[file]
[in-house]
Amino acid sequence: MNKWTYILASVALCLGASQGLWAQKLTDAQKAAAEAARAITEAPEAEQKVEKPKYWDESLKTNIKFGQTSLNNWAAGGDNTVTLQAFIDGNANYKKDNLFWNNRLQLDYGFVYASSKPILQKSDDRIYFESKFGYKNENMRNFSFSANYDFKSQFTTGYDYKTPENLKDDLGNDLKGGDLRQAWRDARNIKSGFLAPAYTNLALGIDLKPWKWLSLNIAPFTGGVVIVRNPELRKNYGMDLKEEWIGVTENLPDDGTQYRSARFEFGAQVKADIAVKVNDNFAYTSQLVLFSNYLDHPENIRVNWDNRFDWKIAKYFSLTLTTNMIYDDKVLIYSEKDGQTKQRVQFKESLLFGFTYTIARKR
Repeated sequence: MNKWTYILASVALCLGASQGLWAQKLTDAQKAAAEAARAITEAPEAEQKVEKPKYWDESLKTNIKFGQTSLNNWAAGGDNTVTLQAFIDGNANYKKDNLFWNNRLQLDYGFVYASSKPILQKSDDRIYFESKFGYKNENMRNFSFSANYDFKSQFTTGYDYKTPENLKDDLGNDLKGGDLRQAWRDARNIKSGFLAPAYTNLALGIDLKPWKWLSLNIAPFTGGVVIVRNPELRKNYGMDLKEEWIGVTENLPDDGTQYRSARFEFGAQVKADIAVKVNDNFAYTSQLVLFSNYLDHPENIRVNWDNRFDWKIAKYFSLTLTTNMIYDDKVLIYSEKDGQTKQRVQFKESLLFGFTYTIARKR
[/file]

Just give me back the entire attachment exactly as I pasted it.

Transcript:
[in-house]
Amino acid sequence: MNKWTYILASVALCLGASQGLWAQKLTDAQKAAAEAARAITEAPEAEQKVEKPKYWDESLKTNIKFGQTSLNNWAAGGDNTVTLQAFIDGNANYKKDNLFWNNRLQLDYGFVYASSKPILQKSDDRIYFESKFGYKNENMRNFSFSANYDFKSQFTTGYDYKTPENLKDDLGNDLKGGDLRQAWRDARNIKSGFLAPAYTNLALGIDLKPWKWLSLNIAPFTGGVVIVRNPELRKNYGMDLKEEWIGVTENLPDDGTQYRSARFEFGAQVKADIAVKVNDNFAYTSQLVLFSNYLDHPENIRVNWDNRFDWKIAKYFSLTLTTNMIYDDKVLIYSEKDGQTKQRVQFKESLLFGFTYTIARKR
Repeated sequence: MNKWTYILASVALCLGASQGLWAQKLTDAQKAAAEAARAITEAPEAEQKVEKPKYWDESLKTNIKFGQTSLNNWAAGGDNTVTLQAFIDGNANYKKDNLFWNNRLQLDYGFVYASSKPILQKSDDRIYFESKFGYKNENMRNFSFSANYDFKSQFTTGYDYKTPENLKDDLGNDLKGGDLRQAWRDARNIKSGFLAPAYTNLALGIDLKPWKWLSLNIAPFTGGVVIVRNPELRKNYGMDLKEEWIGVTENLPDDGTQYRSARFEFGAQVKADIAVKVNDNFAYTSQLVLFSNYLDHPENIRVNWDNRFDWKIAKYFSLTLTTNMIYDDKVLIYSEKDGQTKQRVQFKESLLFGFTYTIARKR